Deglaze the pot with 1 cup of the chicken stock. With a wooden spoon, scrape the bottom of the pot. Pour in water, stock, ham hocks, sausage and beans. Bring to a boil, then reduce to a simmer. Cook (uncovered) for 2 to 4 hours, or until desired consistency is reached. If needed, smash some of the beans in the last half hour of cooking.

Serve over white rice with Corn Bread.

Ya’ll want my Corn Bread recipe?? It’s pretty darn good….

Sweet Skillet Corn Bread

  • 1 T. butter
  • 1 C. yellow corn meal
  • 1 C. flour
  • 2 ears of corn, kernals scraped
  • 4 tsp. baking powder
  • 1/4 C. sugar
  • 1 tsp. salt
  • 1 egg
  • 2 T oil
  • 1 – 2 C. buttermilk

Preheat oven to 425F. In a seasoned cast iron skillet, heat butter over medium high heat. Butter should be very hot, but not smoking. In a large bowl, combine dry ingredients and corn kernels. Whisk in egg and oil. Add 1 cup of buttermilk and stir. Slowly add more as needed until consistency is thick but smooth. Pour batter into hot skillet and smooth out the top. Transfer skillet to the preheated oven, and bake until golden brown and cooked through (about 25 minutes). A toothpick inserted in the center should come out clean

Whole Wheat & Seed Bread

I was in dire need of some good whole wheat bread yesterday – and the grocery store bakery just wasn’t delivering on all my cravings. I wanted rich and nutty aromas, a bread chock full of nutrients, and deliciously guilt-free. So to the kitchen I went, to concoct the bread my mouth was watering for.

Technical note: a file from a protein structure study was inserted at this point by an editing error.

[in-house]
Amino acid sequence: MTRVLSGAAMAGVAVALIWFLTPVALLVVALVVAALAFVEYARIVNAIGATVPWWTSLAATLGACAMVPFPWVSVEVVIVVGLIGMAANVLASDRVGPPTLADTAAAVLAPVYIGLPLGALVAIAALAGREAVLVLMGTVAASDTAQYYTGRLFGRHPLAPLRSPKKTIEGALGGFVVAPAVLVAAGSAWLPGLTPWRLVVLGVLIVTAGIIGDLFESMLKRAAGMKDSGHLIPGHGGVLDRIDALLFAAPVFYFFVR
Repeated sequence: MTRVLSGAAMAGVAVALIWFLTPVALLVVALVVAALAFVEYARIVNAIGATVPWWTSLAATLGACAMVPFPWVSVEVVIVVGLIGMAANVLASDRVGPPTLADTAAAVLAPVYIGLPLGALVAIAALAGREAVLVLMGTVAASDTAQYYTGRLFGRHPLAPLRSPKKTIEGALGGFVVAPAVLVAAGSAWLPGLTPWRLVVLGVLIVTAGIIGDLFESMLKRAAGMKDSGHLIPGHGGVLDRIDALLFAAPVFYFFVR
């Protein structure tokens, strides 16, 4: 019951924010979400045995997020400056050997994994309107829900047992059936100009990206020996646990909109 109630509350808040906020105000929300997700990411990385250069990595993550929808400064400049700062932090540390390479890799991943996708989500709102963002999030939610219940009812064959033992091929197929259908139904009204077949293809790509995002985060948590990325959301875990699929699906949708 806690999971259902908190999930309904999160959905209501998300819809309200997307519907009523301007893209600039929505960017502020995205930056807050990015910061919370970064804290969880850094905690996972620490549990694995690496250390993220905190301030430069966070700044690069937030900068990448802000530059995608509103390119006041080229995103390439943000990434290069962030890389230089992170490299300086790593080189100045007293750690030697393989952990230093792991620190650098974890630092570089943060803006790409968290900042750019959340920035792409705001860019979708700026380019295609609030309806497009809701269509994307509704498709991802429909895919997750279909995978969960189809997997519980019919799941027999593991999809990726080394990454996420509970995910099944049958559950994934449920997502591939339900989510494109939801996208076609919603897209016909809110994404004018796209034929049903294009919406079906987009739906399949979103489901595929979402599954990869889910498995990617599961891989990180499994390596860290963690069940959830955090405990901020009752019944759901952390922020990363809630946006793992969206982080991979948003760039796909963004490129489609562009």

Whole Wheat & Seed BreadYes, this is healthy bread that’s full of bird seed  flax and sesame seeds. But it’s also good bread. It can side a bowl of soup, goes great with butter and honey, or can be the ideal ends (and middle…) to a fantastic Club Sandwich. Something a little like this :club Sandwich

Whole Wheat & Seed Bread

  • 1 1/2 C. warm water
  • 1 1/2 tsp. active dry yeast
  • 1 T. honey
  • 1 tsp. coarse sea salt
  • 1/4 C. rolled oats
  • 1/4 C. flax seeds
  • 1/4 C. sunflower seeds (roasted)
  • 1/4 C. sliced almonds
  • 2 – 3 C. whole wheat flour
  • 1 tsp. olive oil

In the bowl of a stand mixer, combine water, yeast and honey. Allow to proof for 5 minutes. Add in salt, oats, flax, sunflower seeds, and almonds. Mix on low with the dough hook for 1 minute. Add in 2 cups of flour and stir on low until combined (scrape down sides of the bowl as needed). If needed, add in more flour 1/4 cup at a time. Dough will be tacky, but should form a ball and pull away from the sides of the bowl. Pour in oil while mixer is running. With the mixer on medium-low, knead for 7 to 10 minutes.